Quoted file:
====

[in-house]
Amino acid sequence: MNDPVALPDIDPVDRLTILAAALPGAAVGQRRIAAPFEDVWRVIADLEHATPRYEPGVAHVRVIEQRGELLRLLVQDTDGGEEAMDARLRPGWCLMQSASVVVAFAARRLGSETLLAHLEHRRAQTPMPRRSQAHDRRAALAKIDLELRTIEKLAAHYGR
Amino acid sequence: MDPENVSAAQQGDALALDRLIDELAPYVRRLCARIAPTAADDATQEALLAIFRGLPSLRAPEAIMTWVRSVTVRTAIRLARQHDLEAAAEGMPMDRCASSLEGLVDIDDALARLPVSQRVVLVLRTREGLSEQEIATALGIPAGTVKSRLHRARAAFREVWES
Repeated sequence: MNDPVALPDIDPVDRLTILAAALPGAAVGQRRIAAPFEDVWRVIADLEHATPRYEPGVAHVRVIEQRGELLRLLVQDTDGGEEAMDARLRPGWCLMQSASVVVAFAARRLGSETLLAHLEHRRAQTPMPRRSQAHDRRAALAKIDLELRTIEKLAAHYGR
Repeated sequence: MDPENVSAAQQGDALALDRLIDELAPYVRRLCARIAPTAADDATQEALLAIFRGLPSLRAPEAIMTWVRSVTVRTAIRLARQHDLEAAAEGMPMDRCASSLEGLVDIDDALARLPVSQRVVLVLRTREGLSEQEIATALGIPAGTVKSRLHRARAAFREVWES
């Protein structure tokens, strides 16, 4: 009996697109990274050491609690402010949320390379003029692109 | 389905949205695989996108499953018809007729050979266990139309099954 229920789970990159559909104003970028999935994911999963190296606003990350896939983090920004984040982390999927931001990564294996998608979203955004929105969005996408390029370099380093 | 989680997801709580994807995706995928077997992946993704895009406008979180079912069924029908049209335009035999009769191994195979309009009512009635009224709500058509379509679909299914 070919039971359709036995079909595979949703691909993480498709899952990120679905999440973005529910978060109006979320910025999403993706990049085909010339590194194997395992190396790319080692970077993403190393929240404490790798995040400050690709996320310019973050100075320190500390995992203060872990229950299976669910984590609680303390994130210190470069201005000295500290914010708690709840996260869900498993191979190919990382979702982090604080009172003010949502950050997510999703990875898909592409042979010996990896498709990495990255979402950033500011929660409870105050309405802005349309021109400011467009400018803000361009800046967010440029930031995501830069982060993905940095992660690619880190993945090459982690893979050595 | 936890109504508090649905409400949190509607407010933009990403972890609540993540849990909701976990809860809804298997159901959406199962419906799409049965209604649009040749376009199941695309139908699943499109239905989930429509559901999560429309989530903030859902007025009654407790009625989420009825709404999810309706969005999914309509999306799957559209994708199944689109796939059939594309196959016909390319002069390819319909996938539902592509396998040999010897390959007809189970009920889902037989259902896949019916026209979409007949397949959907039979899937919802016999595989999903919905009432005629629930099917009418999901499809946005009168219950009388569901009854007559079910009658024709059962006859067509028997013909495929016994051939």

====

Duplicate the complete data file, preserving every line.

[in-house]
Amino acid sequence: MNDPVALPDIDPVDRLTILAAALPGAAVGQRRIAAPFEDVWRVIADLEHATPRYEPGVAHVRVIEQRGELLRLLVQDTDGGEEAMDARLRPGWCLMQSASVVVAFAARRLGSETLLAHLEHRRAQTPMPRRSQAHDRRAALAKIDLELRTIEKLAAHYGR
Amino acid sequence: MDPENVSAAQQGDALALDRLIDELAPYVRRLCARIAPTAADDATQEALLAIFRGLPSLRAPEAIMTWVRSVTVRTAIRLARQHDLEAAAEGMPMDRCASSLEGLVDIDDALARLPVSQRVVLVLRTREGLSEQEIATALGIPAGTVKSRLHRARAAFREVWES
Repeated sequence: MNDPVALPDIDPVDRLTILAAALPGAAVGQRRIAAPFEDVWRVIADLEHATPRYEPGVAHVRVIEQRGELLRLLVQDTDGGEEAMDARLRPGWCLMQSASVVVAFAARRLGSETLLAHLEHRRAQTPMPRRSQAHDRRAALAKIDLELRTIEKLAAHYGR
Repeated sequence: MDPENVSAAQQGDALALDRLIDELAPYVRRLCARIAPTAADDATQEALLAIFRGLPSLRAPEAIMTWVRSVTVRTAIRLARQHDLEAAAEGMPMDRCASSLEGLVDIDDALARLPVSQRVVLVLRTREGLSEQEIATALGIPAGTVKSRLHRARAAFREVWES
């Protein structure tokens, strides 16, 4: 009996697109990274050491609690402010949320390379003029692109 | 389905949205695989996108499953018809007729050979266990139309099954 229920789970990159559909104003970028999935994911999963190296606003990350896939983090920004984040982390999927931001990564294996998608979203955004929105969005996408390029370099380093 | 989680997801709580994807995706995928077997992946993704895009406008979180079912069924029908049209335009035999009769191994195979309009009512009635009224709500058509379509679909299914 070919039971359709036995079909595979949703691909993480498709899952990120679905999440973005529910978060109006979320910025999403993706990049085909010339590194194997395992190396790319080692970077993403190393929240404490790798995040400050690709996320310019973050100075320190500390995992203060872990229950299976669910984590609680303390994130210190470069201005000295500290914010708690709840996260869900498993191979190919990382979702982090604080009172003010949502950050997510999703990875898909592409042979010996990896498709990495990255979402950033500011929660409870105050309405802005349309021109400011467009400018803000361009800046967010440029930031995501830069982060993905940095992660690619880190993945090459982690893979050595 | 936890109504508090649905409400949190509607407010933009990403972890609540993540849990909701976990809860809804298997159901959406199962419906799409049965209604649009040749376009199941695309139908699943499109239905989930429509559901999560429309989530903030859902007025009654407790009625989420009825709404999810309706969005999914309509999306799957559209994708199944689109796939059939594309196959016909390319002069390819319909996938539902592509396998040999010897390959007809189970009920889902037989259902896949019916026209979409007949397949959907039979899937919802016999595989999903919905009432005629629930099917009418999901499809946005009168219950009388569901009854007559079910009658024709059962006859067509028997013909495929016994051939």